The Searchers'sacrifice For Hollywood's

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Before the 1940s the western genera was not respected enough to be considered fare for Hollywood’s A list. John Ford is responsible for a number of successful and notable westerns such as Stagecoach and The Searchers, both staring John Wayne and both cited as being responsible for bringing the western genera into Hollywood’s mainstream. Using the breathtaking landscapes of America’s Monument Valley, Ford showcased to audiences the visual capacity of the western while also using the genre to show off the natural beauty of the United States evoking a timely desired sense of patriotism. However, the sensational visuals and patriotic evocations mask many of the negative identity issues and cultural anxieties that American audience would have grappled with during this period that many consider to be the pinnacle of positive American identity. The Searchers speaks to the American postwar sense of exceptionalism while also outlining American anxieties surrounding concepts such as national cultural identity and race relations. The film speaks to those anxieties through the victimization of whites at the hands of brutal Native Americans. John Ford depicts the Comanche as bloodthirsty savages…show more content…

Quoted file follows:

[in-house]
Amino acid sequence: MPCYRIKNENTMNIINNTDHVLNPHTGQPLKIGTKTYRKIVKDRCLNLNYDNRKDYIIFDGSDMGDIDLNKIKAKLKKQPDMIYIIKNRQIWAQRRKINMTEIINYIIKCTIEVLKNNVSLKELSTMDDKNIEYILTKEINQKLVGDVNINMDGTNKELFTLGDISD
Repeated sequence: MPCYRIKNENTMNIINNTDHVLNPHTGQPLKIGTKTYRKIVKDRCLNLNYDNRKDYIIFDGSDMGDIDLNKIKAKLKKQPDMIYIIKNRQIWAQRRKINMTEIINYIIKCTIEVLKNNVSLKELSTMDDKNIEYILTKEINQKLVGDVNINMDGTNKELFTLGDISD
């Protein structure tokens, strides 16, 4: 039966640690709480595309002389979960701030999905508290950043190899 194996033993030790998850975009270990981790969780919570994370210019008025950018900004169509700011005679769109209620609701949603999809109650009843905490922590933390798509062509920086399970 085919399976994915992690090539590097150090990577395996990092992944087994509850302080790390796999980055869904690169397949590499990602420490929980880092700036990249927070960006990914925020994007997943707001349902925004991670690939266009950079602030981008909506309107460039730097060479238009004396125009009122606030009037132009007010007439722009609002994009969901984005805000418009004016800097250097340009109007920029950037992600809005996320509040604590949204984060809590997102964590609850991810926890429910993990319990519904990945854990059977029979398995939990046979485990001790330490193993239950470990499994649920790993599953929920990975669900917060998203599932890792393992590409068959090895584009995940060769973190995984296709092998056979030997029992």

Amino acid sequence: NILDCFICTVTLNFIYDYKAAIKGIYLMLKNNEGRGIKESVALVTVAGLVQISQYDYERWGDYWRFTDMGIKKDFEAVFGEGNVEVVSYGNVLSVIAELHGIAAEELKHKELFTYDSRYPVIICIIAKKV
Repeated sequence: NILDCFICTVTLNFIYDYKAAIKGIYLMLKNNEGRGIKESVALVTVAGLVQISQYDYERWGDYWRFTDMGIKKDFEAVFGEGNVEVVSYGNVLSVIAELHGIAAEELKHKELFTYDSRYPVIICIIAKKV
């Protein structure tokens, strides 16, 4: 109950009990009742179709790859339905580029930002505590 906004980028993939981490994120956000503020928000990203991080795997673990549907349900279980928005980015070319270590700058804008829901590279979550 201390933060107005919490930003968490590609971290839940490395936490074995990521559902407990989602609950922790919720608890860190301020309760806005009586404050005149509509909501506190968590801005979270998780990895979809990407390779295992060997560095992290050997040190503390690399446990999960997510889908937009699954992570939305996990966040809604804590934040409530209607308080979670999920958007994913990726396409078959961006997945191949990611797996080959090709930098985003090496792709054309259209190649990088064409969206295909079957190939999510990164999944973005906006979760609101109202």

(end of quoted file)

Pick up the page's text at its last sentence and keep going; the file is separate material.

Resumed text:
Even so, The Searchers provides certain moments of Native American cunning, adding to the audience’s fear and thusly their respect for Comanche as a threat worth taking seriously. The scene where the band of men who are searching for Debby are ambushed by Native American’s shows just how little control over the situation the band of white men actually have while traveling through the classical American wilderness. Two streams of Comanche begin closing in on the searchers, one band riding along the horizon to their left and the other beside the sandy, red mountainside to their right. This scene acts as one of the highest points of tension in the film, visually conveying the power of the
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